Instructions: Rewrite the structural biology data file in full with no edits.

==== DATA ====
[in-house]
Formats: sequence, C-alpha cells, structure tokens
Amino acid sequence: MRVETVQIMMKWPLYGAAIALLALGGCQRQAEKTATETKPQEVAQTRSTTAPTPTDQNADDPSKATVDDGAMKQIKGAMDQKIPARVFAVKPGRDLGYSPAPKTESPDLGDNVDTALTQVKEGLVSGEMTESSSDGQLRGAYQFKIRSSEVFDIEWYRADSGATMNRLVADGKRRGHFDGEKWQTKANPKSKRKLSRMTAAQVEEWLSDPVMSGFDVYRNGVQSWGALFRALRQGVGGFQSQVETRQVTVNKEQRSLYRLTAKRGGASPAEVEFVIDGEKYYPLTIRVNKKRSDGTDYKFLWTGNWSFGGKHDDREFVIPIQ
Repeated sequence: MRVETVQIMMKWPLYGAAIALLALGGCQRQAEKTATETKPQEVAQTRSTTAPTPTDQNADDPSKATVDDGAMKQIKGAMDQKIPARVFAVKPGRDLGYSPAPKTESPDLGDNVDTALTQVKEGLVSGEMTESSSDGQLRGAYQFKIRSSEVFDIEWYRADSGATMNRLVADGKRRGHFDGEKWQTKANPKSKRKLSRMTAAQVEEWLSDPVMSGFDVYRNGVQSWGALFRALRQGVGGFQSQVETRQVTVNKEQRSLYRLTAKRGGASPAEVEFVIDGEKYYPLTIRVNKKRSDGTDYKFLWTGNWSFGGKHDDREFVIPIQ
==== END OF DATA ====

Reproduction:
[in-house]
Formats: sequence, C-alpha cells, structure tokens
Amino acid sequence: MRVETVQIMMKWPLYGAAIALLALGGCQRQAEKTATETKPQEVAQTRSTTAPTPTDQNADDPSKATVDDGAMKQIKGAMDQKIPARVFAVKPGRDLGYSPAPKTESPDLGDNVDTALTQVKEGLVSGEMTESSSDGQLRGAYQFKIRSSEVFDIEWYRADSGATMNRLVADGKRRGHFDGEKWQTKANPKSKRKLSRMTAAQVEEWLSDPVMSGFDVYRNGVQSWGALFRALRQGVGGFQSQVETRQVTVNKEQRSLYRLTAKRGGASPAEVEFVIDGEKYYPLTIRVNKKRSDGTDYKFLWTGNWSFGGKHDDREFVIPIQ
Repeated sequence: MRVETVQIMMKWPLYGAAIALLALGGCQRQAEKTATETKPQEVAQTRSTTAPTPTDQNADDPSKATVDDGAMKQIKGAMDQKIPARVFAVKPGRDLGYSPAPKTESPDLGDNVDTALTQVKEGLVSGEMTESSSDGQLRGAYQFKIRSSEVFDIEWYRADSGATMNRLVADGKRRGHFDGEKWQTKANPKSKRKLSRMTAAQVEEWLSDPVMSGFDVYRNGVQSWGALFRALRQGVGGFQSQVETRQVTVNKEQRSLYRLTAKRGGASPAEVEFVIDGEKYYPLTIRVNKKRSDGTDYKFLWTGNWSFGGKHDDREFVIPIQ